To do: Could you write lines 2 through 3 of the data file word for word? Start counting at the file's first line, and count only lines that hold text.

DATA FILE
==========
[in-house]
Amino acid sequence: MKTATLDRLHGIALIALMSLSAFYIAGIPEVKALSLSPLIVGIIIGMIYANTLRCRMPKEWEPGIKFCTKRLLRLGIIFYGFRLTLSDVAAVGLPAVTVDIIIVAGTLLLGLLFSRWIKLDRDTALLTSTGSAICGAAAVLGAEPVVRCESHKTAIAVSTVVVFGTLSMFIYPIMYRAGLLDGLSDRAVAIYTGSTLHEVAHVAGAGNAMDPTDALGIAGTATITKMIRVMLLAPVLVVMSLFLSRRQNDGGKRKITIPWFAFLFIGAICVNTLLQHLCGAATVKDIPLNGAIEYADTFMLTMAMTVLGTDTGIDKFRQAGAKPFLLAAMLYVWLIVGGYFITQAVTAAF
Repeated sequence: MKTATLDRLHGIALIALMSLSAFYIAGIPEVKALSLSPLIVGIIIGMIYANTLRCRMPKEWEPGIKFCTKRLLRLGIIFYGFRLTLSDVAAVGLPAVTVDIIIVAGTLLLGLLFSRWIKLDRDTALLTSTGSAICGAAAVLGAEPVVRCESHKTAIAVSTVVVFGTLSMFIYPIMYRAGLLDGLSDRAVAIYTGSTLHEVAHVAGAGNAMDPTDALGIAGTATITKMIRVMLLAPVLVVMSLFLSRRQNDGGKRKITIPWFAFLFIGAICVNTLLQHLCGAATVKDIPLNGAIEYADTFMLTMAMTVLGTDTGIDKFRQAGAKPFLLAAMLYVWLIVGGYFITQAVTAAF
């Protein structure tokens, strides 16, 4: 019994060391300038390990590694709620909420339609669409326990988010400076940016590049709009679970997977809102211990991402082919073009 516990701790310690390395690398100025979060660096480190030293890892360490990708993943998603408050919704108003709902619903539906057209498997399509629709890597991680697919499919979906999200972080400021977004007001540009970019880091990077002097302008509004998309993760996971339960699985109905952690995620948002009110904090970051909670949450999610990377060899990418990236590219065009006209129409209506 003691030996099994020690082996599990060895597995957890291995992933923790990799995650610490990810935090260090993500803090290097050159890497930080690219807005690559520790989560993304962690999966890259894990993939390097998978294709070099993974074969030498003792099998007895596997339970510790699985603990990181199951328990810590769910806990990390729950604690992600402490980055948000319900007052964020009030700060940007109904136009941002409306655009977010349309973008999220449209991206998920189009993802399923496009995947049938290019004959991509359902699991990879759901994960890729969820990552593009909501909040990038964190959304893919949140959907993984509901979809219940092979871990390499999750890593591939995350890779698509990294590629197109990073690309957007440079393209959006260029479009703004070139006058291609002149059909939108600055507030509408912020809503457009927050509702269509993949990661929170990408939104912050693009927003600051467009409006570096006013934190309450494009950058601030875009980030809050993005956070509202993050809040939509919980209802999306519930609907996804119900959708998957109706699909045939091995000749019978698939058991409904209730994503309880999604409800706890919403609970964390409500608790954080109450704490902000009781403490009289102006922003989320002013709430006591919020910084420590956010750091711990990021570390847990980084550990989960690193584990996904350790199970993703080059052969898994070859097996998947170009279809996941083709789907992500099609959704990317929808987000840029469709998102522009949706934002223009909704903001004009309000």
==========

Amino acid sequence: MKTATLDRLHGIALIALMSLSAFYIAGIPEVKALSLSPLIVGIIIGMIYANTLRCRMPKEWEPGIKFCTKRLLRLGIIFYGFRLTLSDVAAVGLPAVTVDIIIVAGTLLLGLLFSRWIKLDRDTALLTSTGSAICGAAAVLGAEPVVRCESHKTAIAVSTVVVFGTLSMFIYPIMYRAGLLDGLSDRAVAIYTGSTLHEVAHVAGAGNAMDPTDALGIAGTATITKMIRVMLLAPVLVVMSLFLSRRQNDGGKRKITIPWFAFLFIGAICVNTLLQHLCGAATVKDIPLNGAIEYADTFMLTMAMTVLGTDTGIDKFRQAGAKPFLLAAMLYVWLIVGGYFITQAVTAAF
Repeated sequence: MKTATLDRLHGIALIALMSLSAFYIAGIPEVKALSLSPLIVGIIIGMIYANTLRCRMPKEWEPGIKFCTKRLLRLGIIFYGFRLTLSDVAAVGLPAVTVDIIIVAGTLLLGLLFSRWIKLDRDTALLTSTGSAICGAAAVLGAEPVVRCESHKTAIAVSTVVVFGTLSMFIYPIMYRAGLLDGLSDRAVAIYTGSTLHEVAHVAGAGNAMDPTDALGIAGTATITKMIRVMLLAPVLVVMSLFLSRRQNDGGKRKITIPWFAFLFIGAICVNTLLQHLCGAATVKDIPLNGAIEYADTFMLTMAMTVLGTDTGIDKFRQAGAKPFLLAAMLYVWLIVGGYFITQAVTAAF